After a month of shuttle buses, rideshares, Bluebikes, and long walks, the MBTA’s suspension of the Orange Line—the second-busiest subway line in the Greater Boston area—is finally over.
The unprecedented, 30-day shutdown—which overlapped with a partial Green Line closure—allowed for urgent track repairs and train upgrades, but interrupted commutes throughout Greater Boston. The Orange Line runs from the city of Malden in the north to Boston’s Jamaica Plain neighborhood in the south, snaking its way through Medford, Somerville, and downtown Boston along the way. Typical daily ridership is more than 100,000, according to the MBTA.
While the temporary closure didn’t quite lead to the Armageddon levels of traffic congestion city officials initially feared, many Boston neighborhoods experienced substantial gridlock, particularly after Labor Day weekend, as people returned to work and students returned to classes.
The rare suspension of service brought many headaches, but also an unexpected opportunity to study the health and environmental consequences of a public transit shutdown. Three Boston University School of Public Health environmental health department researchers seized the moment to begin a study using real-time data of how a major metropolitan city operates with and without public transportation.
At the start of the shutdown, Jonathan Buonocore, an assistant professor, Christopher Rick, a postdoctoral associate, and Chad Milando, a research scientist, launched the first phase of a multipronged project to quantify the links between public transportation and a host of factors that affect public health, including traffic congestion, air quality, pollution, traffic fatalities, and mobile activity—and how certain communities are disproportionately and adversely affected by these outcomes.
“There aren’t many chances to quantify the benefit of transit in a quasi-experimental setting,” says Rick. “The sudden closure of the Orange Line gives us a chance to do just that, and we are diving deep into the many pieces at play.”
Disproportionate Health Impacts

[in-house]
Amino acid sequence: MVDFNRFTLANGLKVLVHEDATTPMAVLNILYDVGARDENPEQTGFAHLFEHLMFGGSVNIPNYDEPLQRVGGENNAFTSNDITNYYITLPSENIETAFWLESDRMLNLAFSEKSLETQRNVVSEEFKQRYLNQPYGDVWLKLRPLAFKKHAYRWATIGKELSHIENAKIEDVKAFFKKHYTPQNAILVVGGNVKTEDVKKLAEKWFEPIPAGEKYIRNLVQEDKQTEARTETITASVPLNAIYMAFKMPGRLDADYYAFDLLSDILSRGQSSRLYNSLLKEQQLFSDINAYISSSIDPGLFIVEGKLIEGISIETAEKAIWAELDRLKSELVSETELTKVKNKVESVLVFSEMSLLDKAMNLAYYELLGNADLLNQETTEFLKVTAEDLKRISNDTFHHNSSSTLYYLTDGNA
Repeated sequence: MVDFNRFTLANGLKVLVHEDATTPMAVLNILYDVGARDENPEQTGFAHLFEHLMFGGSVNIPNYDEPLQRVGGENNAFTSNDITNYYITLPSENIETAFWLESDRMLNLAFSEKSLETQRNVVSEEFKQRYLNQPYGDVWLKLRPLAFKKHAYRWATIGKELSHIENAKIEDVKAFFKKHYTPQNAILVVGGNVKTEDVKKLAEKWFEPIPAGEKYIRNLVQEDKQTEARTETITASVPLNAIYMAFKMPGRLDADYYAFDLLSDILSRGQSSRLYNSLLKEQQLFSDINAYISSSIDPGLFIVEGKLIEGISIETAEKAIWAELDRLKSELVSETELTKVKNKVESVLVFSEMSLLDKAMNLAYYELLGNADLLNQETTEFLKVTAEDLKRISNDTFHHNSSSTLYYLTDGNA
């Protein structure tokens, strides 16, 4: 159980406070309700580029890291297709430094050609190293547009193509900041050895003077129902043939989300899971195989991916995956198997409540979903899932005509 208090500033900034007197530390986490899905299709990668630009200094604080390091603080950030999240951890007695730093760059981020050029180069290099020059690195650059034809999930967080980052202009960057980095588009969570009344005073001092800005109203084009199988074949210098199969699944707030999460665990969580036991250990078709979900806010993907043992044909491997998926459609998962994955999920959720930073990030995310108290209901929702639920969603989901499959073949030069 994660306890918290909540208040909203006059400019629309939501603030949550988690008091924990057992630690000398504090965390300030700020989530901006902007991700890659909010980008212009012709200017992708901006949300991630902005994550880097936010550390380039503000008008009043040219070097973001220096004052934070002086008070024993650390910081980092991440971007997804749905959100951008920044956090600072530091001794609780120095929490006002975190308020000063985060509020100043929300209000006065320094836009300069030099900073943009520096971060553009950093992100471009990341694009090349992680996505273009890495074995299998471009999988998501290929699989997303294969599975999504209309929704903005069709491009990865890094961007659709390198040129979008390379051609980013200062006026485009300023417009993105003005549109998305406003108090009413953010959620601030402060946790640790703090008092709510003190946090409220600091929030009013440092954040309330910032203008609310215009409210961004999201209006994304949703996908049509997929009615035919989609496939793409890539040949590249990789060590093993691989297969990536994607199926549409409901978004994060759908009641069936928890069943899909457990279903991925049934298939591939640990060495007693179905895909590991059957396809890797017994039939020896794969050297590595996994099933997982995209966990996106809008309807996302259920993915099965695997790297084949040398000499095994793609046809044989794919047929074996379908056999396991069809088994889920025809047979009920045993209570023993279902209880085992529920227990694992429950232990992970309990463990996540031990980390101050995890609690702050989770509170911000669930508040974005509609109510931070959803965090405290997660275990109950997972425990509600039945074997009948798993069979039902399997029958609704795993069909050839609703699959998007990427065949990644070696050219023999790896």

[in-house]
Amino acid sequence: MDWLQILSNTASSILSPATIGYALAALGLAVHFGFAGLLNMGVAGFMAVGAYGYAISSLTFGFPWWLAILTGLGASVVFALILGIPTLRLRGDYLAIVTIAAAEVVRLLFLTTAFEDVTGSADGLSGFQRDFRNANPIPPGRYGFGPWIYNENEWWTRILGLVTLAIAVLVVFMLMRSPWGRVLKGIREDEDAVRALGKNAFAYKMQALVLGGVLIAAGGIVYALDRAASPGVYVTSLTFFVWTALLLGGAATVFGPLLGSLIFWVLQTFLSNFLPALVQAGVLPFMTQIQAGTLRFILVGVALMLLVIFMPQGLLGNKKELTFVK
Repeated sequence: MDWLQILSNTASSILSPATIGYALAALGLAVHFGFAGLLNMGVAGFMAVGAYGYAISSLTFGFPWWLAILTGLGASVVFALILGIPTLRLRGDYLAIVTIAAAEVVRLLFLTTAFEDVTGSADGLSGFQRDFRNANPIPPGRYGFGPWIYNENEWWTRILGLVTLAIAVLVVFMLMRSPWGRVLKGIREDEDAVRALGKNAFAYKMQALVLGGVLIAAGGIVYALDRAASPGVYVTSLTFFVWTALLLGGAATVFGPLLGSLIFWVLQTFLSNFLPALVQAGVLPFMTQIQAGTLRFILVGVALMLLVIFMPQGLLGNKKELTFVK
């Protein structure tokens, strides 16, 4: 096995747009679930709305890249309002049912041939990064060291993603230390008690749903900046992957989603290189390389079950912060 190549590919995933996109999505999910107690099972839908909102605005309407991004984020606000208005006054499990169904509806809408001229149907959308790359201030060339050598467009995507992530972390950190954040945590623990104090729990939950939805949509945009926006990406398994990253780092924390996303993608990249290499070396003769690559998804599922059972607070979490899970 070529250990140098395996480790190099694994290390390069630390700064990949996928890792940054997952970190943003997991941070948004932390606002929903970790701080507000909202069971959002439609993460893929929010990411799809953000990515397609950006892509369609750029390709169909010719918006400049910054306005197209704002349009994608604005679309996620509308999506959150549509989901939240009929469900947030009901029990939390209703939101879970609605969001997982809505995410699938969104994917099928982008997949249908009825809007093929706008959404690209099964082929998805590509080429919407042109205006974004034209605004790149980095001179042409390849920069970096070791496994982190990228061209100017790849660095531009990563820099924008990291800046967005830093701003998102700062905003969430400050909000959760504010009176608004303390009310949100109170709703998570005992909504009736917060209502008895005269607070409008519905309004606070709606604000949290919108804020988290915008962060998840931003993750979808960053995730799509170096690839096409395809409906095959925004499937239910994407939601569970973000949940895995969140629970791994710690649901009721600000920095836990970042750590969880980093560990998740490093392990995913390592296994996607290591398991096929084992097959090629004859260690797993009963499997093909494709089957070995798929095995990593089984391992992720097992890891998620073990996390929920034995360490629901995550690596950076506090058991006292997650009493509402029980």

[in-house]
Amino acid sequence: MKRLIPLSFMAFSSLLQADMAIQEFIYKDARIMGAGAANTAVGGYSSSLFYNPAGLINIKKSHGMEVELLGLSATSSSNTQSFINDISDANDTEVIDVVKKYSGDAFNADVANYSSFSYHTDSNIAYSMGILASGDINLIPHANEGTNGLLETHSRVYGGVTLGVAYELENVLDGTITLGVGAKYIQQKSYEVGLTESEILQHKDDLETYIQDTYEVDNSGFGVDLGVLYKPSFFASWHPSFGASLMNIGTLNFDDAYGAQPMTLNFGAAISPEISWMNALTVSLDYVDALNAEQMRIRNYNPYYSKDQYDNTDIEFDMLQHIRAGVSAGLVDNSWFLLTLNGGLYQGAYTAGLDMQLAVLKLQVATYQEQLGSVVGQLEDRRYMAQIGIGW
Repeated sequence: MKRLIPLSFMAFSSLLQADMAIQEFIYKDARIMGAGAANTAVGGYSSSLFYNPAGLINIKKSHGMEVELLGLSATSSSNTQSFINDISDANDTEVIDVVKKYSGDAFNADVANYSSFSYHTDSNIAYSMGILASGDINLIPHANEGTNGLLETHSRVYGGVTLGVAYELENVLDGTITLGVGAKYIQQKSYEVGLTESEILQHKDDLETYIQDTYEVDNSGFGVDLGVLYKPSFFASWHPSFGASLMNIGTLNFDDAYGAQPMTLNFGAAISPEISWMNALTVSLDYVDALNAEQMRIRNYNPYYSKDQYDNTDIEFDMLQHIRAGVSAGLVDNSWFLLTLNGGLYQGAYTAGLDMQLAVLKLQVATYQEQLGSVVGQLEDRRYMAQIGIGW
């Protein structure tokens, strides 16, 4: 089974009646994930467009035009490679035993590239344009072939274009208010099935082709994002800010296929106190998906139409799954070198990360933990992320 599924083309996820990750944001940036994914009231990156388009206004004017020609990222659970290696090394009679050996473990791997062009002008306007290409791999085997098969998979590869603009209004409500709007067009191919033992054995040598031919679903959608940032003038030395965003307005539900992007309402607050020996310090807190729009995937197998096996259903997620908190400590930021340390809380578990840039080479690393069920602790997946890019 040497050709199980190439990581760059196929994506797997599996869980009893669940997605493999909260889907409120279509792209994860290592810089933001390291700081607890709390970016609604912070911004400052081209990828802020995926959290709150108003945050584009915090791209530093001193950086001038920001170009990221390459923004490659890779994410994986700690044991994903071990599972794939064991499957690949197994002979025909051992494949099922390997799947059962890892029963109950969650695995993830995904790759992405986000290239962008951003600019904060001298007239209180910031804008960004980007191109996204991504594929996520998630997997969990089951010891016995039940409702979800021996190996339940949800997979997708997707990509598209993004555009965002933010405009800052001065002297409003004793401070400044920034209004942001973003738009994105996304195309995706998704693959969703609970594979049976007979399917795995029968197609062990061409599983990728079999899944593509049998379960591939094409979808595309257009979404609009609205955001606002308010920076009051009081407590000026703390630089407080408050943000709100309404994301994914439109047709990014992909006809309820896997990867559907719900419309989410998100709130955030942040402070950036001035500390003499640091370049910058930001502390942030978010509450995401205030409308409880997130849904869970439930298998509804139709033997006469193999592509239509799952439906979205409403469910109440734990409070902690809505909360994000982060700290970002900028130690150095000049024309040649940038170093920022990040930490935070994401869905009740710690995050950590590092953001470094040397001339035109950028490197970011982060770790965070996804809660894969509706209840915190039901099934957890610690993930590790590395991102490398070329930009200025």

During the shutdown, the researchers used Google Maps data and analytic tools developed by Columbia University researchers to measure traffic congestion across Boston-area neighborhoods—posting time lapses of traffic maps on Twitter to provide a snapshot of the most gridlocked roads.
The work will continue well beyond the shutdown, and Buonocore is seeking pilot funding that will help the team examine a more complete set of data around the closure, including information on school and work attendance, delayed arrivals to class, air quality and pollution, changes in Bluebike and commuter rail usage, and even employment changes, if possible.
“We’re also planning to study whether people missed or canceled doctor’s appointments more often, or whether they didn’t schedule appointments at all because they know it’s hopeless to get into town,” Buonocore says. “Did people miss pharmacy pickups? What were the effects on ambulance travel time? There are all kinds of questions that could be answered with this data.”
On one hand, the Orange Line shutdown could have been beneficial to health if it led a majority of riders to incorporate more walking or biking into their commute. But, say the researchers, it’s clear that most people shifted to cars and shuttles (or the commuter rail) as their alternate means of transportation, and the increased traffic doesn’t bode well for air quality. Personal cars and trucks account for more than half of the total carbon emissions from the transportation sector.
And certain communities—before, during, and after the shutdown—are exposed to this pollution much more than other neighborhoods. The researchers’ traffic maps have shown steady waves of intense traffic in lower-income neighborhoods like Roxbury, and the cities of Chelsea and Lynn, in contrast to the quieter roads that wind through the wealthy Newton and Weston communities.
One map highlights a clogged I-93, which cuts through Dorchester, an environmental justice community. These communities meet certain race, income, and language criteria, and residents generally experience greater exposure to pollutants and resulting health problems, such as asthma and premature births.
“Dorchester has terrible, terrible congestion every day,” Rick says. “When we didn’t observe a big increase in congestion at the beginning of the shutdown, we wanted to use this platform to shine the light on places where traffic has always been worse. It’s something that people are basically forced to experience, as a result of socioeconomic and historical discrimination.”
Public Transport as a Public Health Resource
Milando hopes that quantifying the health and environmental impacts of the shutdown will support other local advocacy efforts pushing for affordability and equitable access to the T. “By providing data on the lived experiences of the people most affected by this shutdown, we can help tell the stories of the people dealing with this in their day-to-day lives, and show how these public health impacts are disproportionately displaced.”
In the weeks and months ahead, the team is eager to begin more qualitative research, to tell the stories and experiences of residents in communities affected by the shutdown. The researchers are also encouraging the public to engage with them on Twitter to share ideas, funding opportunities, or even personal commuting experiences.
“Public transportation should be viewed as a public health resource,” Buonocore says. “A well-functioning transit system keeps air pollution out of the air and provides access to all of the things we need to live, such as food and health care. If you can’t get to your doctor, you might as well not have one. I hope that the data that we are collecting will show how a well-functioning transit system is essential for public health.”